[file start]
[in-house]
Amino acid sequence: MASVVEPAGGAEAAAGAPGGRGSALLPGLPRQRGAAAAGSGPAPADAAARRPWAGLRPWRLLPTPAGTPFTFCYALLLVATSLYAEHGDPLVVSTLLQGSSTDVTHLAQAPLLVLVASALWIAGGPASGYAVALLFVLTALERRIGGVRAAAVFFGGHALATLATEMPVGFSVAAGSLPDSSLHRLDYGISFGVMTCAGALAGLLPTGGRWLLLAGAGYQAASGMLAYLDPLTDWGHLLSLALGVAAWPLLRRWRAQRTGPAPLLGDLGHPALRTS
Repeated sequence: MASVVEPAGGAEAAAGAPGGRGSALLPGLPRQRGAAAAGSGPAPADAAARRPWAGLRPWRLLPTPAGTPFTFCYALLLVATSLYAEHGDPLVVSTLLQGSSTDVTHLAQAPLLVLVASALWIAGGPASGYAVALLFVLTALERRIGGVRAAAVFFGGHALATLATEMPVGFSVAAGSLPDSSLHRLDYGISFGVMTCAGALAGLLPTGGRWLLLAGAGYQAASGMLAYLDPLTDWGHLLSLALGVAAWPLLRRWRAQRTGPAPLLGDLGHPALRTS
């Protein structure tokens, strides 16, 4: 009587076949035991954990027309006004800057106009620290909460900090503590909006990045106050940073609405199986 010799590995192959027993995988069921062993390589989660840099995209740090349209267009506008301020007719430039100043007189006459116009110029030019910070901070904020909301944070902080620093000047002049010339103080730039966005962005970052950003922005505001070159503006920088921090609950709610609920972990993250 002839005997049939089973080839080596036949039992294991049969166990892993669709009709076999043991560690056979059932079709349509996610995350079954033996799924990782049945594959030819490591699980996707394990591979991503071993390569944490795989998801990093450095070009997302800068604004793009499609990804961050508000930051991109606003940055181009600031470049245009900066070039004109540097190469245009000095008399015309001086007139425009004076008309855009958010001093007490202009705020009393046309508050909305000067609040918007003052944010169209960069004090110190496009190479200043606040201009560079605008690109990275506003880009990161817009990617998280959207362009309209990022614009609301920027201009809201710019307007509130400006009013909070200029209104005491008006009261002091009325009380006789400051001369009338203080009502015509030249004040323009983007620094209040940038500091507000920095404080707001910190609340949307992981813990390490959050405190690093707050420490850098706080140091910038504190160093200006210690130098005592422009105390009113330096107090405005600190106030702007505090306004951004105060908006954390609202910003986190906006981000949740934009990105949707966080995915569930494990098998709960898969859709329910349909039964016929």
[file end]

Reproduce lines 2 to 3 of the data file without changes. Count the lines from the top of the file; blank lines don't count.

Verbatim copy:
Amino acid sequence: MASVVEPAGGAEAAAGAPGGRGSALLPGLPRQRGAAAAGSGPAPADAAARRPWAGLRPWRLLPTPAGTPFTFCYALLLVATSLYAEHGDPLVVSTLLQGSSTDVTHLAQAPLLVLVASALWIAGGPASGYAVALLFVLTALERRIGGVRAAAVFFGGHALATLATEMPVGFSVAAGSLPDSSLHRLDYGISFGVMTCAGALAGLLPTGGRWLLLAGAGYQAASGMLAYLDPLTDWGHLLSLALGVAAWPLLRRWRAQRTGPAPLLGDLGHPALRTS
Repeated sequence: MASVVEPAGGAEAAAGAPGGRGSALLPGLPRQRGAAAAGSGPAPADAAARRPWAGLRPWRLLPTPAGTPFTFCYALLLVATSLYAEHGDPLVVSTLLQGSSTDVTHLAQAPLLVLVASALWIAGGPASGYAVALLFVLTALERRIGGVRAAAVFFGGHALATLATEMPVGFSVAAGSLPDSSLHRLDYGISFGVMTCAGALAGLLPTGGRWLLLAGAGYQAASGMLAYLDPLTDWGHLLSLALGVAAWPLLRRWRAQRTGPAPLLGDLGHPALRTS